When appointing Mackay, Whelan said he did not think the manager did “a lot wrong” in the texts. He said it was “nothing” to call a Chinese person a “chink,” as Mackay did of Vincent Tan, the Cardiff owner.
That was strongly rejected by the British Chinese Project and seven Chinese cross-party political and community organisations, who called for “a fitting punishment” by the FA, saying in a statement: “We, the UK Chinese community, refute the claim that there is nothing bad about calling a person of Chinese ethnicity a “chink” – this is at best nonsense, and at worst racist.”
Whelan also said it was not antisemitic or offensive of Mackay to have said of the football agent Phil Smith: “Nothing like a Jew that sees money slipping through his fingers.”
Whelan told the Guardian this only meant Jewish people did not like losing money, like anybody. Asked if he did not think it was offensive, because the claim that Jews love money has been used as a negative stereotype, Whelan said: “Do you think Jewish people chase money a little bit more than we do?”
Asked to clarify if that was his belief, Whelan said “Jewish people do chase money more than everybody else”. He added that he did not think that was offensive at all, because Jewish people are “very shrewd people”.
Whether introducing the hashtag #nosandusky or propositioning teenagers, the Knicks’ enigmatic J.R. Smith has segued from a strong Twitter presence to dishing out history lessons via Instagram. The one shown below has already been deleted :
The New York Daily News’ Jaime Uribarri reports the above missive went over poorly with Smith’s fans :
“You’re a f—— idiot” was one of the the more blunt responses to the head-scratcher of a post , while others, like Twitter user @j_weech1, tried enlightening Smith about the true meaning of the term.
It’s called Black Friday because businesses get into the black (profit) for the year, because it’s the biggest day.”
Alright, maybe so, but wouldn’t “Profitable Friday” be a nicer way of putting it? Also, what’s up with that terrible depiction of Matthew McConaughey above?
(above : while we’re waiting for David Wright to offer his feelings on Ferguson,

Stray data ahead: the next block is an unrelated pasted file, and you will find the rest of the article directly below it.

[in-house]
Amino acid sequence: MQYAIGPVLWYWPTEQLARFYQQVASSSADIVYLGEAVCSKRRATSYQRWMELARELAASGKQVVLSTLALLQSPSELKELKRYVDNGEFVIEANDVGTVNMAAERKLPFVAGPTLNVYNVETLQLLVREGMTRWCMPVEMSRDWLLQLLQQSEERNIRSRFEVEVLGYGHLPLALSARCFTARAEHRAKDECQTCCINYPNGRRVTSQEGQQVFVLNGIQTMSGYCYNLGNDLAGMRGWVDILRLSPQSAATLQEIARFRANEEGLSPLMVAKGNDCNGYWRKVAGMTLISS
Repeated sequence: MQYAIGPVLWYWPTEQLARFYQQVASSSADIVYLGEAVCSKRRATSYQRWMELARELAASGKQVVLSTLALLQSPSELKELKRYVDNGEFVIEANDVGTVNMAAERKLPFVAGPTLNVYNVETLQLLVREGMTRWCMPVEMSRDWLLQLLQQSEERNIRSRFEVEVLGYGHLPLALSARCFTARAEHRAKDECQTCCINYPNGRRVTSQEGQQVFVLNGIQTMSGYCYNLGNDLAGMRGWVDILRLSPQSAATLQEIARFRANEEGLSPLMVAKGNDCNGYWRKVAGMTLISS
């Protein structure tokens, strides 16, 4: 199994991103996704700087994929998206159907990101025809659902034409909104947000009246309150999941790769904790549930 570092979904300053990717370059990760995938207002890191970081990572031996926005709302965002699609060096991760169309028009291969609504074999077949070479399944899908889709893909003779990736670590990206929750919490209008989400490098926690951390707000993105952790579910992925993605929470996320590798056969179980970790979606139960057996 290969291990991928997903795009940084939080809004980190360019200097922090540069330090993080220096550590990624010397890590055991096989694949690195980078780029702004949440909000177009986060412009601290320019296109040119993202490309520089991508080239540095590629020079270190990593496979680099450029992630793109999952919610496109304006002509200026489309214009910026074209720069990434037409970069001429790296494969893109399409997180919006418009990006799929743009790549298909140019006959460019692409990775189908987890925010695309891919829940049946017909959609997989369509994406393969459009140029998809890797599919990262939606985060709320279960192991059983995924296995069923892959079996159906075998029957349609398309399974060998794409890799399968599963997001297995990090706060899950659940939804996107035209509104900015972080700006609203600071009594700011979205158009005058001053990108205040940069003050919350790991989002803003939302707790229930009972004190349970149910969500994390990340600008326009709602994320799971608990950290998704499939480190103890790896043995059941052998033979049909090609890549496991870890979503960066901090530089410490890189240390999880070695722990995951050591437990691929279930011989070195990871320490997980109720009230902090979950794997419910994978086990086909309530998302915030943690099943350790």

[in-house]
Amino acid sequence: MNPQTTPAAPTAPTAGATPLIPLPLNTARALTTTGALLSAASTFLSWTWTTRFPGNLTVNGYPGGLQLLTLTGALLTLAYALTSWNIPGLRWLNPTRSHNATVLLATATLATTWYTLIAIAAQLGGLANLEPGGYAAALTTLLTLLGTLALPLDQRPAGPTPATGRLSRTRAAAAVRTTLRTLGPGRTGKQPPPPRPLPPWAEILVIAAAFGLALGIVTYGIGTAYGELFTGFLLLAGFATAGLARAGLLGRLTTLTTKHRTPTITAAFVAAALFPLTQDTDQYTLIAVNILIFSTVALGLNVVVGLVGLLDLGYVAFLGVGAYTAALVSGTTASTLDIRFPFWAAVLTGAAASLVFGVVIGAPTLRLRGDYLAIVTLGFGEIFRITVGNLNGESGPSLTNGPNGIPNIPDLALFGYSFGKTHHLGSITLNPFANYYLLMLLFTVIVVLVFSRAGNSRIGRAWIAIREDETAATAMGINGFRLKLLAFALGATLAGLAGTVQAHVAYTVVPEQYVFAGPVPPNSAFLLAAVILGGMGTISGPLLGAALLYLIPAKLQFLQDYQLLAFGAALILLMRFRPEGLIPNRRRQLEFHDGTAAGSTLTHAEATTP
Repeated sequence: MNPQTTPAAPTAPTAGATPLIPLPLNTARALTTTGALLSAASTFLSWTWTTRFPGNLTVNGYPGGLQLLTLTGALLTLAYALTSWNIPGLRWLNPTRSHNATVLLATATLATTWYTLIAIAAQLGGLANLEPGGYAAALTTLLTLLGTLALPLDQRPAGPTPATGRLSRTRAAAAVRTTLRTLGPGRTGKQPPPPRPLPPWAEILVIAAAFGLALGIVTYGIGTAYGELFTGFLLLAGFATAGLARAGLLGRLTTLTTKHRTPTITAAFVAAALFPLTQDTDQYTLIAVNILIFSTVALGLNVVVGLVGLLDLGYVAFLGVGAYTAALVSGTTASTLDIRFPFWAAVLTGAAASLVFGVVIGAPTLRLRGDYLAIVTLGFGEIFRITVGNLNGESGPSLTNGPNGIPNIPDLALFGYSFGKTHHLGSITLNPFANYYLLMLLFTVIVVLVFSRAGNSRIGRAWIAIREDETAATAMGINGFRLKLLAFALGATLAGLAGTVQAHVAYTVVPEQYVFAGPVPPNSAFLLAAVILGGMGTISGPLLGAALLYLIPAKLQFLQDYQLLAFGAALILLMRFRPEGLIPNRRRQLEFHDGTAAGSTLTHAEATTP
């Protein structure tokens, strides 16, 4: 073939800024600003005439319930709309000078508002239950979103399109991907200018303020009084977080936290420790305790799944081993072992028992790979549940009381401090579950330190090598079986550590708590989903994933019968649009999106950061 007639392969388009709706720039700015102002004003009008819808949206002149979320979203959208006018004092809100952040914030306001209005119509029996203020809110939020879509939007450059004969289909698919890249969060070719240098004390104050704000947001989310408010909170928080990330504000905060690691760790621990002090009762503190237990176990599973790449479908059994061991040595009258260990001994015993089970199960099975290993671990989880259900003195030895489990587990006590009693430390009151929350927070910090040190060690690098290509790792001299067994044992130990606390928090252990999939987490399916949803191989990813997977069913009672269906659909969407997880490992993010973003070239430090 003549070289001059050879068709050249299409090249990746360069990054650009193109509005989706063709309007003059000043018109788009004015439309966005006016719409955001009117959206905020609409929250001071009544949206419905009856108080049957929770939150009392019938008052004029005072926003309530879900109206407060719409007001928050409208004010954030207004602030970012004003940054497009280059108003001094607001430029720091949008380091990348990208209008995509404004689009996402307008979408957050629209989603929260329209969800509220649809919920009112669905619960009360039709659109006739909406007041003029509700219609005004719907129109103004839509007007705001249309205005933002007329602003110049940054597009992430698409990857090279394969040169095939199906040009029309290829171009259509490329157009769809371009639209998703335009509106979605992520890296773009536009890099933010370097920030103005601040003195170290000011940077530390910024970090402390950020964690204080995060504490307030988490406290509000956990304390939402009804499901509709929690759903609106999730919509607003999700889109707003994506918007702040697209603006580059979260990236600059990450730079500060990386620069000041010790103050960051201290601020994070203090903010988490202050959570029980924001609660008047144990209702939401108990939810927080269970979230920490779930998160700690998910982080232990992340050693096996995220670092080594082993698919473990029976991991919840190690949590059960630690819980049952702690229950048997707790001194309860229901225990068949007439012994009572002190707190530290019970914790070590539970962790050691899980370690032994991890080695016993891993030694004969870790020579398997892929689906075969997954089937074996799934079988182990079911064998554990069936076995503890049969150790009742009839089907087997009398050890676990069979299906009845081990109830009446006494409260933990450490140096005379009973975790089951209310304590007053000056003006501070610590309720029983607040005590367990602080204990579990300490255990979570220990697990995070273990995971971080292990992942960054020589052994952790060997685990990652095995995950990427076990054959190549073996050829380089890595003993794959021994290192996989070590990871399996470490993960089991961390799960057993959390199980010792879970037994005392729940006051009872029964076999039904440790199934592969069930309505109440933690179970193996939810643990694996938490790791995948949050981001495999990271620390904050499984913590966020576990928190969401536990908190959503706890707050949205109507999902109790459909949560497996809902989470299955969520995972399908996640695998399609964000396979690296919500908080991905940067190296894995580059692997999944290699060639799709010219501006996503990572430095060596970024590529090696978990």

fledgling podcaster Dino Costa shared his deepest thoughts)
Kobe Bryant and LeBron James each weighed in via Twitter Monday expressing frustration with a St. Louis County grand jury’s failure to indict Ferguson cop Darren Wilson in the shooting death of 18 year-old Michael Brown, but the Nation’s Dave Zirin wonders why “few in the sports media will ever challenge” celebrated white athletes (and no, Chris Kluwe doesn’t have the same cultural cachet) to make similar statements.
It’s horrific that in 2014, we are still, as Funkadelic said in 1972, a nation that eats its young. It should be both an outrage and a shame that the burden is on black America to be the voice of anger when killings like this takes place. People need to stand up and be counted. All people. You either stand with the family of Michael Brown and believe that Officer Darren Wilson should have to stand trial for killing an unarmed teenager, or you believe Officer Wilson’s gobmacking story about what took place when his path crossed Mr. Brown’s in August.
Everyone in the hyper-exalted cultural firmament of sports should be asked if they have any solidarity—verbal or financial—to offer to the family of Michael Brown as well as those on the ground in Ferguson fighting for justice. “Everyone” means not just black athletes. Peyton Manning, Kevin Love, Tom Brady, Mike Trout, Aaron Rodgers: this is the culture that has made you famous. If you want its blessings, then share its burdens and call for justice for Michael Brown. Either black lives matter or they don’t. In other words, either the lives of your teammates matter or they don’t. It’s time, white athletes: take some of the damn weight.